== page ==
The differentiation of the problem was, on principle, achieved by Leibniz. . . . . First of all, he located the crucial point of the difficulty by differentiating between geometry and phoronomy [a Kantian term: a theory of motion deducible from a priori conceptions] on the one side and mechanics on the other. The relativity of position and motion is indisputable as long as we deal with them as 'purely mathematical" problems. Nature, however, does not offer the spectacle of abstractly shoving bodies that change their relative positions chaotically. It offers the spectacle of a calculable order in the relative movements.
This order in the movements cannot be explained within the realm of geometry. For the purpose of its interpretation we have to go beyond the purely mathematical principles and introduce a "metaphysical" principle ["metaphysics" meant to Leibniz the general science of principles excluding only mathematics and geometry.]. Whether we call this principle Form, or Entelechy, or Force, is irrelevant as long as we remember that only the notion of forces will express it intelligibly. . . . Moreover, by localizing the difficulty in the theory of dynamics, Leibniz correctly marked the direction in which the solution had to be sought and ultimately was found, that is, the geometrization of physics.
. . . . The localization of the difficulty is the first step toward a solution, but it is not the solution itself. . . . the introduction of force is immediately followed by the differentiation into vis primitiva and vis derivativa , that is, into force in the sense of an inherent quality of substance and force in the phenomenal sense. Primitive force (whether active or passive) is substantial force, and its problems belong to metaphysics in the narrower sense. This primitive force belongs among the general causes that are insufficient for the explanation of phenomena. Derivative force arises as it were through a limitation of primitive force through the interaction ( conflictus ) of bodies in various ways.
The differentiation of primitive and derivative force, and in particular the definition of phenomenal force, is the decisive achievement of Leibniz. The problem of absoluteness is eliminated through the definition of phenomenal force as force in relation to other forces. Phenomenal force is relative force by definition; and only this phenomenal force is the object of physics. Force has no meaning beyond the meaning that is contained in the differential equations of physics.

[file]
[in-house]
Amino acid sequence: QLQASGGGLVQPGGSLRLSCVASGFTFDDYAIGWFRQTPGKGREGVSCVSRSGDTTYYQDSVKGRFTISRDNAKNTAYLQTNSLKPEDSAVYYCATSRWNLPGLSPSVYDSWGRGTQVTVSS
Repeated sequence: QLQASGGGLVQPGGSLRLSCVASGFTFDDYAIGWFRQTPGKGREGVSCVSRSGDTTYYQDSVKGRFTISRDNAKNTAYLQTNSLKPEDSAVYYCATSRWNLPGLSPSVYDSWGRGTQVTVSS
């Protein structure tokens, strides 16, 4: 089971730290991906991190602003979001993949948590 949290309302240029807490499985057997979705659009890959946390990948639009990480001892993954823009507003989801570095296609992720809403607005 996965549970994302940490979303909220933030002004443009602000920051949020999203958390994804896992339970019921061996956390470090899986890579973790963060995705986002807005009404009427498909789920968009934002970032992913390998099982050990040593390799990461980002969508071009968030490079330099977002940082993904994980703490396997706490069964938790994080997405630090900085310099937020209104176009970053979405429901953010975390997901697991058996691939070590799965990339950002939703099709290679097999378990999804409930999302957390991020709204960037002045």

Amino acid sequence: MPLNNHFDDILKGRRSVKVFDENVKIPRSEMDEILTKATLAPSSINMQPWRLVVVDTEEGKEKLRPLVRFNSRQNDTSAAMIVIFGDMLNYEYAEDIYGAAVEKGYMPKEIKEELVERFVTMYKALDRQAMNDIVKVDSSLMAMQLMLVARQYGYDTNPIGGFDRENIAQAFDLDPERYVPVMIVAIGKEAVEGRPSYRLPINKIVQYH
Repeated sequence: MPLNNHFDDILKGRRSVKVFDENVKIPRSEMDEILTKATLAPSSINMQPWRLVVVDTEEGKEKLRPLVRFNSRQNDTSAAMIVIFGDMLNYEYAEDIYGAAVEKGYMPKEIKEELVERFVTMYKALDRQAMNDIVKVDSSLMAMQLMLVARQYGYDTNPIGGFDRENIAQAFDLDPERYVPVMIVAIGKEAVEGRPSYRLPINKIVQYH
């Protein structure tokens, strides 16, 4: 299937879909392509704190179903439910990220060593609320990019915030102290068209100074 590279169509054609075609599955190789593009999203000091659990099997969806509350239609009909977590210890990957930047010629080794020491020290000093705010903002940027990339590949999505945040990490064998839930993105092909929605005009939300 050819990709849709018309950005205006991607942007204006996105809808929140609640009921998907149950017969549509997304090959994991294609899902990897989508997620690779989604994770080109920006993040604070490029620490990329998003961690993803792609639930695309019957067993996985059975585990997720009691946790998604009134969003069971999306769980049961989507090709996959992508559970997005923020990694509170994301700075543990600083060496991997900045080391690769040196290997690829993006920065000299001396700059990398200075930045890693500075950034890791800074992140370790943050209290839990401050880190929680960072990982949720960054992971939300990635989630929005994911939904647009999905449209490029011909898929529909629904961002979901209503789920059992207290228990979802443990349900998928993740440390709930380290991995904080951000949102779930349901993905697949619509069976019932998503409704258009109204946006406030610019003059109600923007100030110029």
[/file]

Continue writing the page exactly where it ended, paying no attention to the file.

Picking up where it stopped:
. . . . The third step in Leibniz's analysis is the clarification of the ideas of space and time. His most mature formulation of this problem is to be found in the correspondence with Clarke, which was an indirect correspondence with Newton because the latter collaborated with Clarke in the answers. . . . "I have stressed more than once that I consider space something purely relative, just as time; it is an order of coexistences, just as time is an order of successions. For space signifies, in terms of possibility, an order of things that exist at the same time, insofar as they exist together, without determining their particular way of existing."
. . . . Space and time of physics, thus, are not qualities of reality; they are orders that the mind applies to the interpretation of phenomena. The problem of absolute space cannot arise if space is understood as an ideal form that constitutes the order of phenomena. This solution not only eliminates the Newtonian problem of absolute space critically, it also gives a positive answer to the question of objectivity in science. We do not have to search for the absolute validity of propositions in an absolute reality because the objectivity of science has its source in the order of the mind.